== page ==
Never Say Never
I was just getting to know Aleksandr Voinov when he casually mentioned a couple of sci-fi anthologies he was putting together for Noble Romance, one M/M and the other M/F. Now I don’t know about you, but there’s always been one genre I’d sworn never to write, and for me that genre was sci-fi.
Why? I’m not sure. Sci-fi was something I read and watched in my childhood and teens. A steady diet of Doctor Who and The Tripods gave way to Star Trek: The Next Generation, the Dune series by Frank Herbert, and various manga and anime series, but after that I abandoned the genre. For whatever reason, I told myself I’d never write sci-fi. After all, I’m a historian, not a scientist; my brain can barely comprehend simple mathematics, so the thought of grappling with the laws of quantum physics made me want to run screaming for the hills.
So when I read Alex’s email, I should have said, “Thanks, but no thanks”, right?
Right. But I didn’t. I decided this was an opportunity to challenge myself to come up with a sci-fi story. Even if it turned out to be a load of old bilge, at least I’d tried it. I believe no story written is ever wasted--you learn something from everything you write, even if you’re the only person ever to see it--so I figured I had nothing to lose.
That decision made, I then flailed madly over the many sub-genres of sci-fi. I didn’t want to write about space ships or alien tentacle monsters or robots because I don’t think I have the world-building skills to pull that off. So with hard sci-fi out, I turned to soft sci-fi, and remembering how I used to love Masamune Shirow’s manga (Appleseed, Dominion: Tank Police, Ghost in the Shell), I thought I’d try my hand at soft cyberpunk.
The first draft was rubbish. I had my characters--Toki, a half Japanese, half Chinese genetic upgrade and his ex-husband Ismail, half Scots, half Arab--and I’d picked a futuristic Edinburgh as the setting. The first version was too dark and cynical, and I had to remind myself that there was supposed to be a romance in the story! So I scrapped it and started again.
This time, it just flowed. The story unfolded so cleanly in front of me, I knew this was the one. I don’t regret losing that first draft--I’d been trying so hard to write what I perceived of as a ‘sci-fi story’ that I’d lost sight of the goal. Working outside of my comfort zone had made me blunder, but taking that wrong turning helped me, as the second version of Conduit turned out much stronger for it.
The story was accepted, and it joins three others (including stories about robots, space ships, and aliens, if not alien tentacle monsters) in Noble Romance’s M/M anthology Echoes of the Future. I’m really glad I took the chance to try something different--and never again will I say “I can’t write X” until I’ve tried it.
So what about you? Have you got a genre you absolutely won’t write? Have you ever gone out of your comfort zone and tried a completely different genre? How was the experience for you? I’d love to know!
Echoes of the Future
Edited by Aleksandr Voinov
Burn by Aleksandr Voinov
Flight Lieutenant Chris Waters is the pilot of a cutting-edge unmanned SAD fighter drone that is used for secret government missions. Chris is cutting-edge technology himself: his neural network is upgraded with cyber-technology and software that makes him the interface of his combat drone.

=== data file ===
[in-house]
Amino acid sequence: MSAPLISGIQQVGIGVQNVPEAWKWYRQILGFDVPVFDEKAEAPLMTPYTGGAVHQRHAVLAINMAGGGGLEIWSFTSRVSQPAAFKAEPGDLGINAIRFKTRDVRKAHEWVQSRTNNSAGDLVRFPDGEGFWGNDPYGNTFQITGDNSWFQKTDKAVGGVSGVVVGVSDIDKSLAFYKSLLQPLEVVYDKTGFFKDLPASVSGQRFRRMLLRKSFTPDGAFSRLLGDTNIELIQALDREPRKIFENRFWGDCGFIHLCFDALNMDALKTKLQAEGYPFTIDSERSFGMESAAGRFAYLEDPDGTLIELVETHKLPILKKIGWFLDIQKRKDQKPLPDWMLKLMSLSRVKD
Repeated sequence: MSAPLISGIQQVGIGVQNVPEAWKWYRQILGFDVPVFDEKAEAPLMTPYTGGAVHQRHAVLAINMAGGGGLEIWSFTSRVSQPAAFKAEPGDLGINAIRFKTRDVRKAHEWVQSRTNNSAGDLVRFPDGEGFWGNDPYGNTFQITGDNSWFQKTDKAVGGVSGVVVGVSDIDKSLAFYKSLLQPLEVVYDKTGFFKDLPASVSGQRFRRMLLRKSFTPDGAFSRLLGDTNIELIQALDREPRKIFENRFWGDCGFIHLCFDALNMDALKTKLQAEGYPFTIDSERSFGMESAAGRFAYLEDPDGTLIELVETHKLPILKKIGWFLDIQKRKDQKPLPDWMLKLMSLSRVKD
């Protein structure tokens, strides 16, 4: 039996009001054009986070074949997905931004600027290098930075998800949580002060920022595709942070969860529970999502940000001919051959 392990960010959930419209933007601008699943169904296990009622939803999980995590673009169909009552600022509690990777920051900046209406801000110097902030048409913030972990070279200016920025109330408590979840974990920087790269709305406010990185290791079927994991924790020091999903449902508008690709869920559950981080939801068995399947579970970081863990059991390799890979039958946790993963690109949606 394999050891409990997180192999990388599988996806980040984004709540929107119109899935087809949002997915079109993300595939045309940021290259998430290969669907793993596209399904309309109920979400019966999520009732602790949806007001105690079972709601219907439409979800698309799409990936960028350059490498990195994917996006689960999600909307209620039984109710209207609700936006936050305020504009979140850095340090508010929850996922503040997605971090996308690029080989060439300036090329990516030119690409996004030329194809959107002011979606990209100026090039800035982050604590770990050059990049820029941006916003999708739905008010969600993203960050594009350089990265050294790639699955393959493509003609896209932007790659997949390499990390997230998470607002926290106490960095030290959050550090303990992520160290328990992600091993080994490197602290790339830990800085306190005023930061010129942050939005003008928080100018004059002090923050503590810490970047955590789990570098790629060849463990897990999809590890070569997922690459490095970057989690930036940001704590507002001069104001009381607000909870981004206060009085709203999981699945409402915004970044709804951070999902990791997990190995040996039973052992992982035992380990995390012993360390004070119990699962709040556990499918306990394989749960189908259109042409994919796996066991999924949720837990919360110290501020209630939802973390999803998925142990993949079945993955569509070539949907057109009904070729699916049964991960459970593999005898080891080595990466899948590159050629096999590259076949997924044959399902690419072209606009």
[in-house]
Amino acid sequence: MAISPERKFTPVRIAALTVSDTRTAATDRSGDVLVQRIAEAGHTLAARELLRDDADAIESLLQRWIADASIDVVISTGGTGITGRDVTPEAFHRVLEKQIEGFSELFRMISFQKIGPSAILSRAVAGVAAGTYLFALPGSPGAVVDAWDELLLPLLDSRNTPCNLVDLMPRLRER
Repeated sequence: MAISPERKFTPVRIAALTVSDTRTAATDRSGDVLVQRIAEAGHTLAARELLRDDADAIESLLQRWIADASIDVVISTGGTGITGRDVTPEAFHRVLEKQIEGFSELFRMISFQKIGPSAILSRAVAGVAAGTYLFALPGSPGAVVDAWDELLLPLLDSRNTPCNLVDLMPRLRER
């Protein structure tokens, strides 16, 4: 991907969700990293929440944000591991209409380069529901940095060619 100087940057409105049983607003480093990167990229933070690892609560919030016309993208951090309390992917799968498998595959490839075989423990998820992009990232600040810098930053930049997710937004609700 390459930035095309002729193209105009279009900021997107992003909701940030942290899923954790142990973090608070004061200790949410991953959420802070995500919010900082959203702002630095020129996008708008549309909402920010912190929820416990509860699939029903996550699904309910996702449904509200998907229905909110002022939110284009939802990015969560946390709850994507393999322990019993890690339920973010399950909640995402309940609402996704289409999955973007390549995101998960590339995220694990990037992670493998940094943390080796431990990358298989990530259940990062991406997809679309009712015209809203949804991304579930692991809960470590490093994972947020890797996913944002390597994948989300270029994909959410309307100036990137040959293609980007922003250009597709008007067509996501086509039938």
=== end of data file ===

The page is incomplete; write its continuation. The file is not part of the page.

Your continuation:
Then, something goes wrong as he connects to his drone. Haunted by strange, disorientating impressions, a so-called 'ghost', he hooks up on leave with fellow pilot Cyril for a night. But Cyril is not the man Chris thought he is, and Chris soon finds out what the 'ghost' in his body really is, as well as the truth about his missions.
Conduit by Kate Cotoner
Ismail and his ex-husband Toki are divided by class and circumstance. Toki is a cybernetic upgrade human and part of the city elite, while Ismail is a baseline human and a cop. Their brief marriage failed when Toki walked out, but now he's back, asking for Ismail's help against Hanuman, a malicious cyber-intelligence who plans to poison the water supply of all baseline humans in the city. Now Ismail and Toki must find the underground reservoir targeted by Hanuman before time runs out for them both.
Rescue Me by Jude Mason
Assigned to guard Leetchi Ambassador Dar and his family, Lieutenant Thomas Patch finds himself inexplicably drawn to Jad, the diplomat's son. The tall, slender Leetchi turns out to be as gay as Patch and steals his heart. When Jad is kidnapped, Patch goes undercover to find and rescue him. The rescue takes him to the underbelly of the space port city and a whore house where slaves are bought and sold at will. Finding Jad proves easier than he'd hoped, but the rescue takes an insane twist when their escape attempt is thwarted by the one person they knew was on their side.
Will Jad's enslavement tear the lovers apart? Will Patch be torn from the love of his life? Find out, in Rescue Me.
Reversal by A. B. Gayle
Sebastian is bored. He has another five years of lone duty supervising his family's robots on their space station. The last thing he wants to do is the housework. For Christmas, his mother sends him a Domestic Darling cyborg. True to form, she purchases a factory second and sends one that doesn't quite fit the bill. Instead of being a pert blond with big tits and a cute ass like in the advertisement, this one is six foot tall and built like a Greek god, a very virile Greek God. In an attempt to improve its functioning, Sebastian uses some of his brilliant programming skills. The resulting changes ensure Sebastian will never be bored again.
Read an excerpt of ‘Conduit’ here